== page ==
We Need to Treat Children as the Complex Thinkers They Are

The more complex challenge you have, the more relationship matters, the depth of the relationship between the teachers and student. 

We face a huge mixture, a huge mash-up of problems all at once.  Life is like that.  And there’s failure mixed in.  Success.  There’s the unknown, the uncertainty.  Neutrality.  Everything’s mixed in at once but we have the idea in education for some reason that we need to break everything down into discrete pieces and learn each part. Then somehow it will all assemble itself when we become adults. 


I’m finding that doesn’t work so well.  I think children have shown me now they can handle complex thinking.  They can handle complex problems.  They are already in their lives.  And when they go to school we ask them to turn off their cell phones, which happen to have the sum total of human knowledge in it.  But we say in schools, “You shouldn't have that in school.  You have to sit in this desk and you’re going to get the information from me, the instructor, and the methods I have in this limited room and limited time.”

I think we’re missing out on huge resources.  Not that technology is the answer but that the allowing of the possibilities and resources that students can bring to an activity.  And so complexity is simply a spur.  It’s an instigator.  It’s an excuse to critical and creative thinking. 

The more complex challenge you have, the more relationship matters, the depth of the relationship between the teachers and student.  That depth and that caring and quality of the relationship just builds such a firm foundation under students. Failure becomes immaterial.  Irrelevant.  It’s simply a part of this loving caring compassionate process of discovery and vision, visioning and envisioning that we have.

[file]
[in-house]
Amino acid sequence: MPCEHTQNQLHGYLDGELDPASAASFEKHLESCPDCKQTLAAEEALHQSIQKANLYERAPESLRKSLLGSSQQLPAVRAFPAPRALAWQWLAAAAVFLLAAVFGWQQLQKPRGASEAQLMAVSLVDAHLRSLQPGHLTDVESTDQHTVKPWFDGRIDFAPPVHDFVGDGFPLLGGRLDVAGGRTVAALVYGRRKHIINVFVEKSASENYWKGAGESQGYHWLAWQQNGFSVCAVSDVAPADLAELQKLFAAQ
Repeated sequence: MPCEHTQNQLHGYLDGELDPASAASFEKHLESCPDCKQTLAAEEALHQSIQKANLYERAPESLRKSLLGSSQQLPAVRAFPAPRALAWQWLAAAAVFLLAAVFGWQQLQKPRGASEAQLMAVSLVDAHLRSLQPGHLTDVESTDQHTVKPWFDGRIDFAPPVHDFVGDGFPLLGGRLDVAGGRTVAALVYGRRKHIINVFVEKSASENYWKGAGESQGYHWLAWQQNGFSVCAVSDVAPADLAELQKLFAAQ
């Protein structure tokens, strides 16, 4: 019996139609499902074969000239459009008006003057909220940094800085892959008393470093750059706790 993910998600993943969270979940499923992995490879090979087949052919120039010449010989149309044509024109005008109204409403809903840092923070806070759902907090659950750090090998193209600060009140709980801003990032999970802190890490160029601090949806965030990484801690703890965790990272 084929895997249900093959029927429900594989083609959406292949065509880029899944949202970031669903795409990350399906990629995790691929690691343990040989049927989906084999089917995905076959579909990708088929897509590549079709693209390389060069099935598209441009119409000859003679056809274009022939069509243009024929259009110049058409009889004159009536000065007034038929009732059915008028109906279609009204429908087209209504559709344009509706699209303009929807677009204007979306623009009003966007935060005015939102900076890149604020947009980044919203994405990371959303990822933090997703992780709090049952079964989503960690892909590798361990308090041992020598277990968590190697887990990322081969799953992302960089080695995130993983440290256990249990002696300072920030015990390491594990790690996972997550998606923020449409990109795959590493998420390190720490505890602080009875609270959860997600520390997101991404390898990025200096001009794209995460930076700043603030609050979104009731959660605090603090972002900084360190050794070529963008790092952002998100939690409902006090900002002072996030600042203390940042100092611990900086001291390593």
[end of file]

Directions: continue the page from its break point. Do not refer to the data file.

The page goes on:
And so we feel safe.  We feel that we can do anything.  And we can try anything and we can achieve anything.  Because we’re in a protected environment where somebody loves us and cares about us and allows us to be who we really are, and respects who we really are and what we love and care about as children.

In Their Own Words is recorded in Big Think's studio.

Image courtesy of Shutterstock

Why the White House Correspondents’ Association dinner won’t feature a comedian in 2019

It's the first time the association hasn't hired a comedian in 16 years.

(Photo by Anna Webber/Getty Images for Vulture Festival)
Culture & Religion
  • The 2018 WHCA ended in controversy after comedian Michelle Wolf made jokes some considered to be offensive.
  • The WHCA apologized for Wolf's jokes, though some journalists and many comedians backed the comedian and decried arguments in favor of limiting the types of speech permitted at the event.
  • Ron Chernow, who penned a bestselling biography of Alexander Hamilton, will speak at next year's dinner.
Keep reading Show less

How to split the USA into two countries: Red and Blue

Progressive America would be half as big, but twice as populated as its conservative twin.

Image: Dicken Schrader
Strange Maps
  • America's two political tribes have consolidated into 'red' and 'blue' nations, with seemingly irreconcilable differences.
  • Perhaps the best way to stop the infighting is to go for a divorce and give the two nations a country each
  • Based on the UN's partition plan for Israel/Palestine, this proposal provides territorial contiguity and sea access to both 'red' and 'blue' America
Keep reading Show less

A new study says alcohol changes how the brain creates memories

A study on flies may hold the key to future addiction treatments.

Scott Barbour/Getty Images
Mind & Brain
  • A new study suggests that drinking alcohol can affect how memories are stored away as good or bad.
  • This may have drastic implications for how addiction is caused and how people recall intoxication.
  • The findings may one day lead to a new form of treatment for those suffering from addiction.
Keep reading Show less